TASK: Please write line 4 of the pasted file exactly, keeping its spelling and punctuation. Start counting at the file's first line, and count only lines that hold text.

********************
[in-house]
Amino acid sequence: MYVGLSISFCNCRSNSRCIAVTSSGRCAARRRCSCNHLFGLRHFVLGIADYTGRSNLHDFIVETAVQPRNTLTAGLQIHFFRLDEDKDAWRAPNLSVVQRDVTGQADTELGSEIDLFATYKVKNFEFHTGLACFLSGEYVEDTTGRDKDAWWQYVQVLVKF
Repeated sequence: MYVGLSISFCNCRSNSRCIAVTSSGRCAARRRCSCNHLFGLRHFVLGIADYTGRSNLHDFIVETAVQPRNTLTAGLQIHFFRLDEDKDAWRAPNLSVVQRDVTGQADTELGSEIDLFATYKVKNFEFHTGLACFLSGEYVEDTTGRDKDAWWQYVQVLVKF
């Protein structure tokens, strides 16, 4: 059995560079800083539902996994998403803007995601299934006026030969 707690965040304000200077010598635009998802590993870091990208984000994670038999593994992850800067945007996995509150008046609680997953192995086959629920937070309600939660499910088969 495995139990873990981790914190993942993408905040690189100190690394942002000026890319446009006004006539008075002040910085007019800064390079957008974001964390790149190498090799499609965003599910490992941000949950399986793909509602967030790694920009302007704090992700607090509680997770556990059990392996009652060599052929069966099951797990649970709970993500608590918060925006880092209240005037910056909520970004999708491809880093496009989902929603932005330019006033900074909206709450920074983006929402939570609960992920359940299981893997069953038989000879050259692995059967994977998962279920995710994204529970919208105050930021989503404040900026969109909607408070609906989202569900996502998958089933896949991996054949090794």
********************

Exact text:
């Protein structure tokens, strides 16, 4: 059995560079800083539902996994998403803007995601299934006026030969 707690965040304000200077010598635009998802590993870091990208984000994670038999593994992850800067945007996995509150008046609680997953192995086959629920937070309600939660499910088969 495995139990873990981790914190993942993408905040690189100190690394942002000026890319446009006004006539008075002040910085007019800064390079957008974001964390790149190498090799499609965003599910490992941000949950399986793909509602967030790694920009302007704090992700607090509680997770556990059990392996009652060599052929069966099951797990649970709970993500608590918060925006880092209240005037910056909520970004999708491809880093496009989902929603932005330019006033900074909206709450920074983006929402939570609960992920359940299981893997069953038989000879050259692995059967994977998962279920995710994204529970919208105050930021989503404040900026969109909607408070609906989202569900996502998958089933896949991996054949090794």